The Taupulega is looking to meet more regularly during the first six months, with meetings planned for March and May, so they can more quickly contribute towards work already underway to achieving the Pasifika in STEM target.
We look forward to the valuable contribution that the Taupulega will make in supporting our Pasfika in STEM work.
On Monday 27 February, Te Ara Hihiko was drenched in sun as guests wandered the space, viewing the NCEA Top Art exhibition.
60 folios hung along the walls of the main foyer of Massey University’s College of Creative Arts from 27 February to 10 March, when the exhibition was broken down into two tours of 30 folios; one going south, the other north.
The exhibition is an annual touring exhibition coordinated by NZQA, featuring NCEA Level 3 Visual Art portfolios by students who achieved Excellence in 2016, with several also achieving New Zealand Scholarship.
The exhibition showcases some of the best of the five fields of NCEA Level 3 Visual Arts; design, painting, photography, printmaking and sculpture. The selected art work is just a small selection of the exceptional artwork being produced in schools across the country.
The exhibition provides an opportunity for students to celebrate their achievement with their whanau and friends, as well as their teachers, and future lecturers.
Massey University Head of School for Whiti O Rehua School of Art, Dr Huhana Smith, warmly welcomed everyone to the launch and celebrated the work of each student whose art portfolio had been selected for the tour. She commended students on the recurring environmental perspectives reflected in their boards, a subject that Huhana focuses on in her own work.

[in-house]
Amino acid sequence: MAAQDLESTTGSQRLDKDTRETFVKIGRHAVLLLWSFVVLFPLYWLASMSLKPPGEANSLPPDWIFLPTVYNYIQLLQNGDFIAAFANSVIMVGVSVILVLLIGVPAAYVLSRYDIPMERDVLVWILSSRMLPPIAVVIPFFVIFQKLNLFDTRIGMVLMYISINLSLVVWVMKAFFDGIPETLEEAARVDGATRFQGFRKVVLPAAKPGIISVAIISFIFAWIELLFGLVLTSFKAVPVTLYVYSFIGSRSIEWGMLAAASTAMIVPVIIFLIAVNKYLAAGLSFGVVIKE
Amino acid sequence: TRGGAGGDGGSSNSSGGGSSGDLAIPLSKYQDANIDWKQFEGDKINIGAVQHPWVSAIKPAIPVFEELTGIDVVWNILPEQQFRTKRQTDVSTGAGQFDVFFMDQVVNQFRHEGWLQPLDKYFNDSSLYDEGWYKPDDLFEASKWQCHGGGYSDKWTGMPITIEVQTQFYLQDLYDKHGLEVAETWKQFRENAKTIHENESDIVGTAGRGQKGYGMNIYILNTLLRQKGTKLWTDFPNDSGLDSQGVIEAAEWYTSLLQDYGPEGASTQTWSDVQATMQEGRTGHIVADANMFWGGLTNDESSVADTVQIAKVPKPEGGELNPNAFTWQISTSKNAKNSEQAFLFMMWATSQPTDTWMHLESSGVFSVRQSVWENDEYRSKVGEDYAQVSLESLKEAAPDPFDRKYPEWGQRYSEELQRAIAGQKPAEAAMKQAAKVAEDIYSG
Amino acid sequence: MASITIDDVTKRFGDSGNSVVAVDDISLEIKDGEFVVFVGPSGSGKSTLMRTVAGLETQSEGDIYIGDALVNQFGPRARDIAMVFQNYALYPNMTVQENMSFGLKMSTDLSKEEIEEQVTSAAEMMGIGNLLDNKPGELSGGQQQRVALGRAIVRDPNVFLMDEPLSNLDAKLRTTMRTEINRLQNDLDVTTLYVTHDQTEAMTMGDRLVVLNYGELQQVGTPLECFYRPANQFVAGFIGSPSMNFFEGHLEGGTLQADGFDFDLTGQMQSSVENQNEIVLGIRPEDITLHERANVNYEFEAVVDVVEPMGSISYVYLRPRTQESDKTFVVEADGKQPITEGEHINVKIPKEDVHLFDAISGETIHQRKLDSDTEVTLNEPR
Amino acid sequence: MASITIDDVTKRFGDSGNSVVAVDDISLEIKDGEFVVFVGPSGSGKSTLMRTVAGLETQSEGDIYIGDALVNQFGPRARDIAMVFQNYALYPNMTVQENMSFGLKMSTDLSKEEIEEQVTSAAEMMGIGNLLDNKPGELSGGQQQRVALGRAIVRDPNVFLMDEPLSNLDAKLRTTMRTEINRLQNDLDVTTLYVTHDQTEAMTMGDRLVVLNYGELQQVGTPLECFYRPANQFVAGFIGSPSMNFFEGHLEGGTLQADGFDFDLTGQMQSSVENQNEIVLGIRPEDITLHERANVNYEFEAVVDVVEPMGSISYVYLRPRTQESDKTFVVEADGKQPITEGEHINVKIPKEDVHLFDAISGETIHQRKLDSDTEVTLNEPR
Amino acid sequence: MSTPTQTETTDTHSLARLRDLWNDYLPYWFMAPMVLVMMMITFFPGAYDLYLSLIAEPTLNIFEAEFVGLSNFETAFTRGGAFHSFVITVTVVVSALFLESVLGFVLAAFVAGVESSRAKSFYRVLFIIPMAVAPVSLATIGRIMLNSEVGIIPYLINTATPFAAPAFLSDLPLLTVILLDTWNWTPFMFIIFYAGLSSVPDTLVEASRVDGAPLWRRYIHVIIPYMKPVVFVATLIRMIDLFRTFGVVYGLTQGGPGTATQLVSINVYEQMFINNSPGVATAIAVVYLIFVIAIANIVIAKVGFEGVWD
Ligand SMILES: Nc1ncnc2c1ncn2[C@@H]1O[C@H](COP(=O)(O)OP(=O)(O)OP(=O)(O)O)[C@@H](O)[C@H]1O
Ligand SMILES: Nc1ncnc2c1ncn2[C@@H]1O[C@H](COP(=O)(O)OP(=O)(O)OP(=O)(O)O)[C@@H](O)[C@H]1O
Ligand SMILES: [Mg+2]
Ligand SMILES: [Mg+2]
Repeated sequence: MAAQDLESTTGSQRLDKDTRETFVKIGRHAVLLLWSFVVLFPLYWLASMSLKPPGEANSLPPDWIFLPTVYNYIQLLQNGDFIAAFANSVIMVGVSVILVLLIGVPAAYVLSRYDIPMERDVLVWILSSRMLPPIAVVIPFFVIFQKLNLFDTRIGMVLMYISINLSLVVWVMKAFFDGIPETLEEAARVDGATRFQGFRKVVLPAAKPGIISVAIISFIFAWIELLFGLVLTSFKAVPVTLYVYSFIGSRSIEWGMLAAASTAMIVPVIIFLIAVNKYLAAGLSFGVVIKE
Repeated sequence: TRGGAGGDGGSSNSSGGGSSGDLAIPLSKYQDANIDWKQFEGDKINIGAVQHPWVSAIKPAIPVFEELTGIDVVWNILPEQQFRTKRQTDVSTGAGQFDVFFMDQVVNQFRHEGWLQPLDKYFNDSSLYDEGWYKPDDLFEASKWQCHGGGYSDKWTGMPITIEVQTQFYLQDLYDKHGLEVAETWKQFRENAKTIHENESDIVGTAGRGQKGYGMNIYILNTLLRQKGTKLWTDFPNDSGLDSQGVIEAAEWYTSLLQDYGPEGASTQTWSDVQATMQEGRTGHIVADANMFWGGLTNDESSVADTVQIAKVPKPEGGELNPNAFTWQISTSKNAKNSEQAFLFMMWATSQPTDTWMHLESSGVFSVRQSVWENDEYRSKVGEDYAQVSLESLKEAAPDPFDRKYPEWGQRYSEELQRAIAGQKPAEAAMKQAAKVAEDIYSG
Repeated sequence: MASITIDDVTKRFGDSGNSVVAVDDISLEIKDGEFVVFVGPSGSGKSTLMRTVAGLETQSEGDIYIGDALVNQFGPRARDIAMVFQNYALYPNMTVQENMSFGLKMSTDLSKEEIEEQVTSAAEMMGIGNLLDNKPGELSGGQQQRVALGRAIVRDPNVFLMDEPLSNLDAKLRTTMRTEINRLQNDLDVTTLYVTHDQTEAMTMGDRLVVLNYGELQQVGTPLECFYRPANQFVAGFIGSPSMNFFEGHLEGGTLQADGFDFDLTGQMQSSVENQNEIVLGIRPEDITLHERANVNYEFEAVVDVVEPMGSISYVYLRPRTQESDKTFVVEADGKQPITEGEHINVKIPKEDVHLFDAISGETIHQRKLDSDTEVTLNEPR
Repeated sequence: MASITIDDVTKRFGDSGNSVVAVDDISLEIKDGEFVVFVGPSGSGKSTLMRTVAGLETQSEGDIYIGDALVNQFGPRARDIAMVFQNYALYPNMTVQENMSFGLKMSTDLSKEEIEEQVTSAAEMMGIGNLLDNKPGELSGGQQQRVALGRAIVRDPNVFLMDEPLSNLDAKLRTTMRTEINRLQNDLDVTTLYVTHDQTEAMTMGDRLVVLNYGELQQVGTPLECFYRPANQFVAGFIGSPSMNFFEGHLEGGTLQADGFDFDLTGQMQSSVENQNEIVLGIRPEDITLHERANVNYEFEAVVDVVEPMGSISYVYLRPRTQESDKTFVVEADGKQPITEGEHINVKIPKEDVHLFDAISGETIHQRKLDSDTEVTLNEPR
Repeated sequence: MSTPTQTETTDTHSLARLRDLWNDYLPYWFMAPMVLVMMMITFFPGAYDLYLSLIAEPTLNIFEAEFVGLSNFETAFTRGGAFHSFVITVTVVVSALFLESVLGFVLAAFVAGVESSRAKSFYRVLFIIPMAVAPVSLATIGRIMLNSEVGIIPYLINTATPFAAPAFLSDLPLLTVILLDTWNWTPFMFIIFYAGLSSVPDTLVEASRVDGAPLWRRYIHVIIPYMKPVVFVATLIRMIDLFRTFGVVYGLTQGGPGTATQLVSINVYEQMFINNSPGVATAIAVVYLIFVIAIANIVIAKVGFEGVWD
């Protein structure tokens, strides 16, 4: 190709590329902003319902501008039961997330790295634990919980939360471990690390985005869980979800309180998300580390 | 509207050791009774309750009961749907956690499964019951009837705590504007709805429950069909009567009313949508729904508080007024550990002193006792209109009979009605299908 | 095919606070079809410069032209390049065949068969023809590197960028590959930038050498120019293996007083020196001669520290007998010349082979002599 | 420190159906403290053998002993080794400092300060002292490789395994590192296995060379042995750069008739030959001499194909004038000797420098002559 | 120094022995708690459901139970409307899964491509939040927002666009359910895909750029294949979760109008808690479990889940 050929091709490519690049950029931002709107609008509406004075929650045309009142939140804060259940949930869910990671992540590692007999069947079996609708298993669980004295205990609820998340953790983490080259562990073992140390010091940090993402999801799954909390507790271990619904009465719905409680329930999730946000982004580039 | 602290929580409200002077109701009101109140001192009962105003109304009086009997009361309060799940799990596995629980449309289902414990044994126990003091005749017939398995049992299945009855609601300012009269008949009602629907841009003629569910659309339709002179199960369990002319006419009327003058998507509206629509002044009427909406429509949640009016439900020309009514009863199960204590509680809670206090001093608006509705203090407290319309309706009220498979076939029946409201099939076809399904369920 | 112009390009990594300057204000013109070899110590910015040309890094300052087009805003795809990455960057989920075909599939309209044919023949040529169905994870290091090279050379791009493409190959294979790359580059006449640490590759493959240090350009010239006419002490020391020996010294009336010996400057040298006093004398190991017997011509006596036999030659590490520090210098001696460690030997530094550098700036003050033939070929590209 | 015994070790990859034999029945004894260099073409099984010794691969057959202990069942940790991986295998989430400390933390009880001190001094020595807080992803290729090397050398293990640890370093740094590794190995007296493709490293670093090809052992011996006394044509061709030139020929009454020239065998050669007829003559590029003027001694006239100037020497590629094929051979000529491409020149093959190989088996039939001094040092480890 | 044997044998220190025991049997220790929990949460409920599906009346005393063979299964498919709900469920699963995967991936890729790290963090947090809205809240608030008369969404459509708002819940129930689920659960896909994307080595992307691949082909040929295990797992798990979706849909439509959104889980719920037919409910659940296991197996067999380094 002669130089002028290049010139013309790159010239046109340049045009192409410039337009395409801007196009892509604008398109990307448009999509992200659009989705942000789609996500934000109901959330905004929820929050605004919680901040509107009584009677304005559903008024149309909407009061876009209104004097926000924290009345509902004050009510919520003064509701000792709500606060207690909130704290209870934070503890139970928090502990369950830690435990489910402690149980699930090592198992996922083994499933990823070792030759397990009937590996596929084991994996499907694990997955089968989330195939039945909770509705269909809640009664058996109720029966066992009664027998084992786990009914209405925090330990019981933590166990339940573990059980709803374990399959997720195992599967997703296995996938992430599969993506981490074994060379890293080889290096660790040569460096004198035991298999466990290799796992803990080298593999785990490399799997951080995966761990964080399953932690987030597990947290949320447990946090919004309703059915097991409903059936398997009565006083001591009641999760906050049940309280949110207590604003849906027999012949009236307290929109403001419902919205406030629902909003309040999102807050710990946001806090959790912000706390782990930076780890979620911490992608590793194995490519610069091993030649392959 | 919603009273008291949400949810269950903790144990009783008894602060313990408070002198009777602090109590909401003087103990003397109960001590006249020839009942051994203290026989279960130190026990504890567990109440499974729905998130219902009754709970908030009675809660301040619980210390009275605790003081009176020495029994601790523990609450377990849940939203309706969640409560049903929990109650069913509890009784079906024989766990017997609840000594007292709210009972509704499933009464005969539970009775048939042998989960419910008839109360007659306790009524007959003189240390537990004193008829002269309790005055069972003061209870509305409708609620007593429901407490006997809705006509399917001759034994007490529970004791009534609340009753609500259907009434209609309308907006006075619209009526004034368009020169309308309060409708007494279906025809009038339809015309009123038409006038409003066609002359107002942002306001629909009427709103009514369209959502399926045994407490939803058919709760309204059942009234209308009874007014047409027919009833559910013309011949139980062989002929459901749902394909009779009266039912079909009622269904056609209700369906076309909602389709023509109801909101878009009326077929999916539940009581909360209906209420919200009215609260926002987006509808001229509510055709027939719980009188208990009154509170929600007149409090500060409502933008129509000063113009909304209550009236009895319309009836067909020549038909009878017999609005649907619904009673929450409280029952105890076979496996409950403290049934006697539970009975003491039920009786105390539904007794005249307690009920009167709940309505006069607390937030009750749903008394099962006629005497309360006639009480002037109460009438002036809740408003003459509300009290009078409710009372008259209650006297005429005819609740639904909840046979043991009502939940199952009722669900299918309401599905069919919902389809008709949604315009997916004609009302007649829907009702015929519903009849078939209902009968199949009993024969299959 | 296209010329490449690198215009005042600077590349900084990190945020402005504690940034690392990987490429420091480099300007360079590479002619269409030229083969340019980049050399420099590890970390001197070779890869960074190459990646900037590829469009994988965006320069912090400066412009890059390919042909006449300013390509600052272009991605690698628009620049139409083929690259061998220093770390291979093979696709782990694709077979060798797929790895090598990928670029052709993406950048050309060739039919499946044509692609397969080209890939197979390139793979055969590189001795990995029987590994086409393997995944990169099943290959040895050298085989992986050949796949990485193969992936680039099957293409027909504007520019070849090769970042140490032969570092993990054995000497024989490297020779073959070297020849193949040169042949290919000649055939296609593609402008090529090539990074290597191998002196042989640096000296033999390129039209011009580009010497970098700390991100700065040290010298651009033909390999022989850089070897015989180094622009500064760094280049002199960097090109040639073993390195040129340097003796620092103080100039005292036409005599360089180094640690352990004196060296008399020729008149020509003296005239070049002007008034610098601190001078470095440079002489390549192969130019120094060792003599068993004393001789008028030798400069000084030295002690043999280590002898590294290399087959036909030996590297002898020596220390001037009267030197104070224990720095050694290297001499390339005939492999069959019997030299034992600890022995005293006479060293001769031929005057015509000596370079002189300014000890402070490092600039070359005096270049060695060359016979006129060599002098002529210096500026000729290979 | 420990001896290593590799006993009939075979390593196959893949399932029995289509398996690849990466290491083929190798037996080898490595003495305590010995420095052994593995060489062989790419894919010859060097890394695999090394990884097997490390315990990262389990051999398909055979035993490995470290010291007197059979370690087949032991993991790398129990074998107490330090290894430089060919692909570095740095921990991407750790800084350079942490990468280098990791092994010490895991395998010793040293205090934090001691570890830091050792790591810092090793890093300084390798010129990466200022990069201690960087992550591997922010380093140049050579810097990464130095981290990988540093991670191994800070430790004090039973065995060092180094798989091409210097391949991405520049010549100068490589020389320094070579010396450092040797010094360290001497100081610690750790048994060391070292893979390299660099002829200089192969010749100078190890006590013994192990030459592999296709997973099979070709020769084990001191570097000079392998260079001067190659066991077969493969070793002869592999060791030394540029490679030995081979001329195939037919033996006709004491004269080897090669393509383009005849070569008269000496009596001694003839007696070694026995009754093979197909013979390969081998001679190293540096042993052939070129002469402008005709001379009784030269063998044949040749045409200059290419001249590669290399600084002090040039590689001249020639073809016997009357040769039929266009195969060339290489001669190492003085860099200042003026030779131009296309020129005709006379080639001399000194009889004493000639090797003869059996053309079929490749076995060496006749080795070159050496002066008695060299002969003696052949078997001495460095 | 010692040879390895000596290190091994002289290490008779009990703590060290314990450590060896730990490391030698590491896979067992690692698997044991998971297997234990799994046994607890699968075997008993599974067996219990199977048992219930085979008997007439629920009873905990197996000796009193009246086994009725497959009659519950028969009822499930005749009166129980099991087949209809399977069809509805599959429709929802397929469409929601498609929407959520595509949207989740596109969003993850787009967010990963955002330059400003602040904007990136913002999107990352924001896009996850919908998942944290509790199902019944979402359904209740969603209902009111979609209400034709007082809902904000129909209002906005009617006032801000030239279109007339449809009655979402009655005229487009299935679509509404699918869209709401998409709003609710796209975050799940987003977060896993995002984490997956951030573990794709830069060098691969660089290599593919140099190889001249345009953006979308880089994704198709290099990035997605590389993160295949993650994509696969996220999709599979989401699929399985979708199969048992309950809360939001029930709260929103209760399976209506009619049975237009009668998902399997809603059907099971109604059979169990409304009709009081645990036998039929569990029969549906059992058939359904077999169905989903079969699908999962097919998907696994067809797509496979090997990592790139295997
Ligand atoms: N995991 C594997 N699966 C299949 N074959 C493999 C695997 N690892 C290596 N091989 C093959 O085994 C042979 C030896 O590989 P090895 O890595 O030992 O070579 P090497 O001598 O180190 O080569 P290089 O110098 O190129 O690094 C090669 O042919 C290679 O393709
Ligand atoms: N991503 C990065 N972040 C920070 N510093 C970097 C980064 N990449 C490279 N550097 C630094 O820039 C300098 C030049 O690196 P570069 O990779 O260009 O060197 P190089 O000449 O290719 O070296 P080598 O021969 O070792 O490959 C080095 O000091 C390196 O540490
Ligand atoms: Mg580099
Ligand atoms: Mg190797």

Huhana thanked NZQA for giving Massey University the opportunity to host the exhibition, and share in celebrating the work of these talented young people.
NZQA Chief Executive Dr Karen Poutasi echoed Huhana’s words. “You’ll note that several of the biographies and the artworks themselves indicate a strong social conscience and a growing awareness of the impact of humanity on the world around us.”
Students were thrilled to see their work displayed at Massey University. Mary-Jane Martin, a former Kerikeri High School student who has moved to Wellington to study a Bachelor of Design at Massey majoring in Photography, attended the launch of the exhibition. “I feel very proud of the work I have created and it feels good to be able to show others my ideas and thoughts,” she says.
Other students commented on how great it was to see everyone else’s work. Students liked to see the range of styles and influences and read about how each idea was executed.
For more information and an exhibition schedule see: topart.govt.nz
In consultation with education organisations and in recognition of changing assessor needs, NZQA has been carrying out the staged release of a digital moderation service called the external moderation application.
This service has been designed to improve the external moderation process by which NZQA quality assures the internally assessed work taking place in schools and tertiary education organisations (TEOs) throughout the country.